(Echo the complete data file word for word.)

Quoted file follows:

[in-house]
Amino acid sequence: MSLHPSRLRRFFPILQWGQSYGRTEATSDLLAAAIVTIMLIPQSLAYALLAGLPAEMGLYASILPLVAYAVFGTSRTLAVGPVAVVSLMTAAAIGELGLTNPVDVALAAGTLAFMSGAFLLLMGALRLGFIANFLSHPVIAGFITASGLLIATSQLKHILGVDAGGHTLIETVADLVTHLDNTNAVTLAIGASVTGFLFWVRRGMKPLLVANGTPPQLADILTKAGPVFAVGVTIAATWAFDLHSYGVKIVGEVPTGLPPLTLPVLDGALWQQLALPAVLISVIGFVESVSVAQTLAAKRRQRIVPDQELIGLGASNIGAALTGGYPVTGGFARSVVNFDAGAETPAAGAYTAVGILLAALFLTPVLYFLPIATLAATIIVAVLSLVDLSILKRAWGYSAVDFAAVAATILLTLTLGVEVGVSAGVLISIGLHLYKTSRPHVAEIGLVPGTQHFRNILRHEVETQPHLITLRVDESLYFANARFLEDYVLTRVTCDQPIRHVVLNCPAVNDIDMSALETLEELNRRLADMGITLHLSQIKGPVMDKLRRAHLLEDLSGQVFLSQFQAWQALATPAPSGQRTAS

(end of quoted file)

[in-house]
Amino acid sequence: MSLHPSRLRRFFPILQWGQSYGRTEATSDLLAAAIVTIMLIPQSLAYALLAGLPAEMGLYASILPLVAYAVFGTSRTLAVGPVAVVSLMTAAAIGELGLTNPVDVALAAGTLAFMSGAFLLLMGALRLGFIANFLSHPVIAGFITASGLLIATSQLKHILGVDAGGHTLIETVADLVTHLDNTNAVTLAIGASVTGFLFWVRRGMKPLLVANGTPPQLADILTKAGPVFAVGVTIAATWAFDLHSYGVKIVGEVPTGLPPLTLPVLDGALWQQLALPAVLISVIGFVESVSVAQTLAAKRRQRIVPDQELIGLGASNIGAALTGGYPVTGGFARSVVNFDAGAETPAAGAYTAVGILLAALFLTPVLYFLPIATLAATIIVAVLSLVDLSILKRAWGYSAVDFAAVAATILLTLTLGVEVGVSAGVLISIGLHLYKTSRPHVAEIGLVPGTQHFRNILRHEVETQPHLITLRVDESLYFANARFLEDYVLTRVTCDQPIRHVVLNCPAVNDIDMSALETLEELNRRLADMGITLHLSQIKGPVMDKLRRAHLLEDLSGQVFLSQFQAWQALATPAPSGQRTAS